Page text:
House At The End Of The Street
Director: Mark Tonderai
Starring: Jennifer Lawrence, Max Thieriot, Elisabeth Shue, Gil Bellows, Eva Link
Modern horror films suffer from two of the same problems; either they go too far, or they’re too derivative and generally play on the same tried and true formula. Some gems have slipped through (The Cabin in the Woods comes to mind,) but for the most part the genre hasn’t had the wow factor it had in the eighties. House At The End Of The Street falls into the latter category, but doesn’t even try to at least be fun. Instead it would rather play it straight, and the result is a disaster that makes cheap haunted houses have more scares and tension.
Screenwriter David Loucka adapts from a story by Jonathan Mostow, and both are equally at fault for why this movie doesn’t work. They’re trying really hard to ape older, better films and repackage them for a younger generation when said generation would be better off watching those horror classics (and above all, get educated.) Loucka wants this to be a horror classic, but he fails to understand both why those worked and how to put new parts in classic vehicle.
With the script and story being so atrocious, blame really can’t be put on Mark Tonderai. His passion for directing shines through, and he’s really giving and earnest effort. If Tonderai had something better to adapt, he’d be a director to keep an eye on. Instead, he’s playing the captain of the Titanic, going down with his ship, even if he’s doing everything in his power to try to rise the material above what it is. He doesn’t totally hit the mark, but his direction isn’t sinking this film.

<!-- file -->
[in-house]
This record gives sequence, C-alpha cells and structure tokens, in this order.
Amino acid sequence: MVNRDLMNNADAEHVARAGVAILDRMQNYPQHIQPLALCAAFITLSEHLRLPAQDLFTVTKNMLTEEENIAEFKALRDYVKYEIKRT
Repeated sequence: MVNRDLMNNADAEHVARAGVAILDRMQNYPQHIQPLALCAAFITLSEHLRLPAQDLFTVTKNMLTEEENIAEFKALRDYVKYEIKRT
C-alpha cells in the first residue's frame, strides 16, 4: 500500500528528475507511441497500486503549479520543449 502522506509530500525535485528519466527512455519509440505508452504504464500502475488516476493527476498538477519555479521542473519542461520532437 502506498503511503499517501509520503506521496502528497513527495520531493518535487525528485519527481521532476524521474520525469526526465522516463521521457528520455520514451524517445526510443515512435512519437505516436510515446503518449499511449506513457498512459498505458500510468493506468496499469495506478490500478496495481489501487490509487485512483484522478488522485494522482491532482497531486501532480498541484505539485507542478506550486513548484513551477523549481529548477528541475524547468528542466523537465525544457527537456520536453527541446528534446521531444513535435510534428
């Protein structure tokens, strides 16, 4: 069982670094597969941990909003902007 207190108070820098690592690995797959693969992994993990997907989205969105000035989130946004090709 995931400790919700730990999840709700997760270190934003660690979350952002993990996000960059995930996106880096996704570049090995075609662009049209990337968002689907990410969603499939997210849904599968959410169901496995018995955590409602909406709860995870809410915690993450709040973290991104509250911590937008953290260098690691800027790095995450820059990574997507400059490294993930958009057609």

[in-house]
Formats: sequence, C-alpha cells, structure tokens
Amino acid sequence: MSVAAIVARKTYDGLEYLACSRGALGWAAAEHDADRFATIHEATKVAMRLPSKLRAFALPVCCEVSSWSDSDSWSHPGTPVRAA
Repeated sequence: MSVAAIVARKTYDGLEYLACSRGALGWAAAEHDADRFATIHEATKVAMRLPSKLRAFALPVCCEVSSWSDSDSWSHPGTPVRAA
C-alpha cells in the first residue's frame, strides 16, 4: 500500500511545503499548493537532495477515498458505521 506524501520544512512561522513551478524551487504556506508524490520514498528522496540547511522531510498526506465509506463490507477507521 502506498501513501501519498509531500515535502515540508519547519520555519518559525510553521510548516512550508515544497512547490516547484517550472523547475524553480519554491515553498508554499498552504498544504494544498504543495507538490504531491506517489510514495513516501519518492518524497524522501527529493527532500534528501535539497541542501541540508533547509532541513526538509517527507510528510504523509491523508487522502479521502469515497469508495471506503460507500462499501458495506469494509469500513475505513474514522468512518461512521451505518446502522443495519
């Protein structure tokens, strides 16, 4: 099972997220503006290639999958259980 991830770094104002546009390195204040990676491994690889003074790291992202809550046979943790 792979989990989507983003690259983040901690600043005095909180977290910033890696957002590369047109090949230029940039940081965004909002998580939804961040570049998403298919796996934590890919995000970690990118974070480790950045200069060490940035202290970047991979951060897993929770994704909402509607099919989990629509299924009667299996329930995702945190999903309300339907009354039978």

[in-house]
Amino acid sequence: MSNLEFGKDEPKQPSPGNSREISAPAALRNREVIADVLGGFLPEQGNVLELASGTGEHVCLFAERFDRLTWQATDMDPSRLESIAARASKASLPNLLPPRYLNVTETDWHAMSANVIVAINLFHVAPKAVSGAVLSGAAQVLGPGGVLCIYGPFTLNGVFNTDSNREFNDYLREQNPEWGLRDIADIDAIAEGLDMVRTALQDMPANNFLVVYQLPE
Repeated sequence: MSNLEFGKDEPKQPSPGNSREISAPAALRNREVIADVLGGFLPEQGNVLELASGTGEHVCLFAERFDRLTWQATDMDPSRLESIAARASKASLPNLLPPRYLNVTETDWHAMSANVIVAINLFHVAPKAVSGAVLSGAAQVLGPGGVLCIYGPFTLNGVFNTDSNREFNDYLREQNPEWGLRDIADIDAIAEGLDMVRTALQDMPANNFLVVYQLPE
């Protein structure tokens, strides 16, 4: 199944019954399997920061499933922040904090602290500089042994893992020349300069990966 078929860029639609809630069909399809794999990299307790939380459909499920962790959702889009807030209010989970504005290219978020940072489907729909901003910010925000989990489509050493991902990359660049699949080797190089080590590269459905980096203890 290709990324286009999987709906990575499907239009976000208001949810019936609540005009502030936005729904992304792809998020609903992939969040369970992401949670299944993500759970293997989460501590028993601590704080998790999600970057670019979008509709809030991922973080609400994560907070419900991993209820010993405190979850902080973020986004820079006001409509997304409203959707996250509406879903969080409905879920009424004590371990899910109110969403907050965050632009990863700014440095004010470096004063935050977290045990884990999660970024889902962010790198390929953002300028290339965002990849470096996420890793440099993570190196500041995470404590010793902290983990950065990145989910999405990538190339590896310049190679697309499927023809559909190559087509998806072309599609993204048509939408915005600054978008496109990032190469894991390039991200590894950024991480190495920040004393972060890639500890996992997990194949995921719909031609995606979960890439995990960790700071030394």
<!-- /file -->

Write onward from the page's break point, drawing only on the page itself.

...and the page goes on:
He’s able to get fine performances out of his actors, and they’re saving the film from being complete armageddon. Jennifer Lawrence is good enough as Elissa, avoiding being a bland outcast and more of a girl you root for. She plays off of Elisabeth Shue well, and the two create a believable mother-daughter relationship. Lawrence also has solid chemistry with Max Thieriot’s Ryan, and their blossoming relationship is serviceable. Thieriot for the most part avoids being a stereotypical outcast, even if he flirts in that territory every so often. Even when he’s asked to do some of the more ridiculous aspects of the story, Thieriot carries and attempts to make it salvageable.
But these elements aren’t enough to lift the film above the horrendous story they’re trying to tell. All the decent work the cast puts in, coupled with a director who cares about his material, just can’t overcome the lunacy of the script. These types of horror pictures can ride or die on their twist, and while sometimes a movie can be solid up until that point (i.e. – Haute Tension,) House At The End Of The Street is so pedestrian that by the time the idiotic reveal comes, it turns itself from mediocre to absolutely atrocious.
Horror fans deserve better than what House At The End Of The Street offers. In a year that started off pretty decently for the genre, it’s sort of sad to see it turn this out. As awful as this movie is, I hope someone will give Mark Tornderai another chance as he truly deserves a better script to explore his talents. Let’s just hope his next venture remembers to bring a story with it.